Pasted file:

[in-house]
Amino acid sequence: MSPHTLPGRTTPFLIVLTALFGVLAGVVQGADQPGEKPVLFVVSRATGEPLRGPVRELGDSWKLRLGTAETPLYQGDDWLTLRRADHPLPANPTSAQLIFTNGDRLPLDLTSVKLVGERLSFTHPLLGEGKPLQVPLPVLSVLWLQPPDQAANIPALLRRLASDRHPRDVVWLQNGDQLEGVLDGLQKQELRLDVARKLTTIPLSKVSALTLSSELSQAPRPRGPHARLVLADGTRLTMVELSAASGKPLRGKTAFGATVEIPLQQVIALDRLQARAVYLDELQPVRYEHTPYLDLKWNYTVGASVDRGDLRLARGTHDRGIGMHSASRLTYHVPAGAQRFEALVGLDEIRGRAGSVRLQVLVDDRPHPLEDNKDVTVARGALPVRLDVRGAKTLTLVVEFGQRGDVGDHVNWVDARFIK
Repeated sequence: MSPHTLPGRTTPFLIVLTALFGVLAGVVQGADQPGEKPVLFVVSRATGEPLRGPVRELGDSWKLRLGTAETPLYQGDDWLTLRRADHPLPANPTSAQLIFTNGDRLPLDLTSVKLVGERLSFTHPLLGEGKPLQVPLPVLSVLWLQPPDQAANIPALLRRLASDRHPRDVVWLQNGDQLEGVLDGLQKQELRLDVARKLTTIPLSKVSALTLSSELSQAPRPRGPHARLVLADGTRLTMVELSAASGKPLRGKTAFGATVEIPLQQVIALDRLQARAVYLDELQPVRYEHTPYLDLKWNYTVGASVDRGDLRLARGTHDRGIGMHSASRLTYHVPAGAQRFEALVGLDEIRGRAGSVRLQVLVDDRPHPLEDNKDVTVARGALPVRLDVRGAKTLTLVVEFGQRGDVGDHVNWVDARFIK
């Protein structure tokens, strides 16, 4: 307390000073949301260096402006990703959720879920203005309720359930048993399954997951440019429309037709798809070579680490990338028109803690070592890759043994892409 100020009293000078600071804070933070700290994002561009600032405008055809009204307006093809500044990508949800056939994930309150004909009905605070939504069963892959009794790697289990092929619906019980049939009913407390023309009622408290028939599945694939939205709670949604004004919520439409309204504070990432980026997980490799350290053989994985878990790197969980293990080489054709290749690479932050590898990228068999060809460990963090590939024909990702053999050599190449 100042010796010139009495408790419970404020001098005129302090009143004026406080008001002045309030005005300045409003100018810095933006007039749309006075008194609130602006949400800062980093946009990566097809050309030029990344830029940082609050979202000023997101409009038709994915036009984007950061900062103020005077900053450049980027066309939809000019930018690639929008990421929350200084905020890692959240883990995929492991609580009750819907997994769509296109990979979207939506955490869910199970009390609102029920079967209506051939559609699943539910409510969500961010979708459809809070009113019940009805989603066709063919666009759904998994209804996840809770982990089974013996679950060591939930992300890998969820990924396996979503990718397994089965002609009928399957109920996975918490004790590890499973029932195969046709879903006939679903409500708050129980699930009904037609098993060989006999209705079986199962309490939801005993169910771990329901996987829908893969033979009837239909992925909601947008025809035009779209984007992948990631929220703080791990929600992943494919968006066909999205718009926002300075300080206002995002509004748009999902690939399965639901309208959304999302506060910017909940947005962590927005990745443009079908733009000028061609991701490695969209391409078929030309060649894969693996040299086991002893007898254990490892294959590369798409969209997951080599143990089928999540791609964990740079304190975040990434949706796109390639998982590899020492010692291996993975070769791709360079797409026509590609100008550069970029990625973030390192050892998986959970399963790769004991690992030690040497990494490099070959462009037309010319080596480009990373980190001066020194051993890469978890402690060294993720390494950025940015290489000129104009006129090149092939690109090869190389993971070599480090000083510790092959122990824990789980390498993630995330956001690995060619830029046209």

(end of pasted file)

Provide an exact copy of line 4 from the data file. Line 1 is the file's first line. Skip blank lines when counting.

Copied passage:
């Protein structure tokens, strides 16, 4: 307390000073949301260096402006990703959720879920203005309720359930048993399954997951440019429309037709798809070579680490990338028109803690070592890759043994892409 100020009293000078600071804070933070700290994002561009600032405008055809009204307006093809500044990508949800056939994930309150004909009905605070939504069963892959009794790697289990092929619906019980049939009913407390023309009622408290028939599945694939939205709670949604004004919520439409309204504070990432980026997980490799350290053989994985878990790197969980293990080489054709290749690479932050590898990228068999060809460990963090590939024909990702053999050599190449 100042010796010139009495408790419970404020001098005129302090009143004026406080008001002045309030005005300045409003100018810095933006007039749309006075008194609130602006949400800062980093946009990566097809050309030029990344830029940082609050979202000023997101409009038709994915036009984007950061900062103020005077900053450049980027066309939809000019930018690639929008990421929350200084905020890692959240883990995929492991609580009750819907997994769509296109990979979207939506955490869910199970009390609102029920079967209506051939559609699943539910409510969500961010979708459809809070009113019940009805989603066709063919666009759904998994209804996840809770982990089974013996679950060591939930992300890998969820990924396996979503990718397994089965002609009928399957109920996975918490004790590890499973029932195969046709879903006939679903409500708050129980699930009904037609098993060989006999209705079986199962309490939801005993169910771990329901996987829908893969033979009837239909992925909601947008025809035009779209984007992948990631929220703080791990929600992943494919968006066909999205718009926002300075300080206002995002509004748009999902690939399965639901309208959304999302506060910017909940947005962590927005990745443009079908733009000028061609991701490695969209391409078929030309060649894969693996040299086991002893007898254990490892294959590369798409969209997951080599143990089928999540791609964990740079304190975040990434949706796109390639998982590899020492010692291996993975070769791709360079797409026509590609100008550069970029990625973030390192050892998986959970399963790769004991690992030690040497990494490099070959462009037309010319080596480009990373980190001066020194051993890469978890402690060294993720390494950025940015290489000129104009006129090149092939690109090869190389993971070599480090000083510790092959122990824990789980390498993630995330956001690995060619830029046209």